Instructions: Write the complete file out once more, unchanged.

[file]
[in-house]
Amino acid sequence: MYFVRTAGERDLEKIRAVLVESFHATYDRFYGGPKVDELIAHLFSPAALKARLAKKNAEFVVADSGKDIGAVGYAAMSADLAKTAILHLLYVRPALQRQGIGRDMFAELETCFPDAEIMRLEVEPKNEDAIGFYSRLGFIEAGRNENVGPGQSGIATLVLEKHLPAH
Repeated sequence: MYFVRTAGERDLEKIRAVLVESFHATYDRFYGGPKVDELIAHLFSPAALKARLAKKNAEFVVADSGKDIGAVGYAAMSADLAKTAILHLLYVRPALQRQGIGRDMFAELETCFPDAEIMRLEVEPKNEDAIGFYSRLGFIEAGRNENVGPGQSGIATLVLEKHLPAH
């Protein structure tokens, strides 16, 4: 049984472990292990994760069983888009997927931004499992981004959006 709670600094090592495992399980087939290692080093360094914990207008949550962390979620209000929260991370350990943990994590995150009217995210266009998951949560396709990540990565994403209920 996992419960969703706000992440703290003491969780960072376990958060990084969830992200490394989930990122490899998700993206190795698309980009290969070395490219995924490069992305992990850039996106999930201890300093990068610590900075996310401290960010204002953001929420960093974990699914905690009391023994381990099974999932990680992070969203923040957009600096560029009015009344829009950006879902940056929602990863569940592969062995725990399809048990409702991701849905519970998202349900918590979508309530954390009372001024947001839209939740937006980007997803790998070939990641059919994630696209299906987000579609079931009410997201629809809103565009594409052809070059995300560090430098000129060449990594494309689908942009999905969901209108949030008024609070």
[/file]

[in-house]
Amino acid sequence: MYFVRTAGERDLEKIRAVLVESFHATYDRFYGGPKVDELIAHLFSPAALKARLAKKNAEFVVADSGKDIGAVGYAAMSADLAKTAILHLLYVRPALQRQGIGRDMFAELETCFPDAEIMRLEVEPKNEDAIGFYSRLGFIEAGRNENVGPGQSGIATLVLEKHLPAH
Repeated sequence: MYFVRTAGERDLEKIRAVLVESFHATYDRFYGGPKVDELIAHLFSPAALKARLAKKNAEFVVADSGKDIGAVGYAAMSADLAKTAILHLLYVRPALQRQGIGRDMFAELETCFPDAEIMRLEVEPKNEDAIGFYSRLGFIEAGRNENVGPGQSGIATLVLEKHLPAH
């Protein structure tokens, strides 16, 4: 049984472990292990994760069983888009997927931004499992981004959006 709670600094090592495992399980087939290692080093360094914990207008949550962390979620209000929260991370350990943990994590995150009217995210266009998951949560396709990540990565994403209920 996992419960969703706000992440703290003491969780960072376990958060990084969830992200490394989930990122490899998700993206190795698309980009290969070395490219995924490069992305992990850039996106999930201890300093990068610590900075996310401290960010204002953001929420960093974990699914905690009391023994381990099974999932990680992070969203923040957009600096560029009015009344829009950006879902940056929602990863569940592969062995725990399809048990409702991701849905519970998202349900918590979508309530954390009372001024947001839209939740937006980007997803790998070939990641059919994630696209299906987000579609079931009410997201629809809103565009594409052809070059995300560090430098000129060449990594494309689908942009999905969901209108949030008024609070």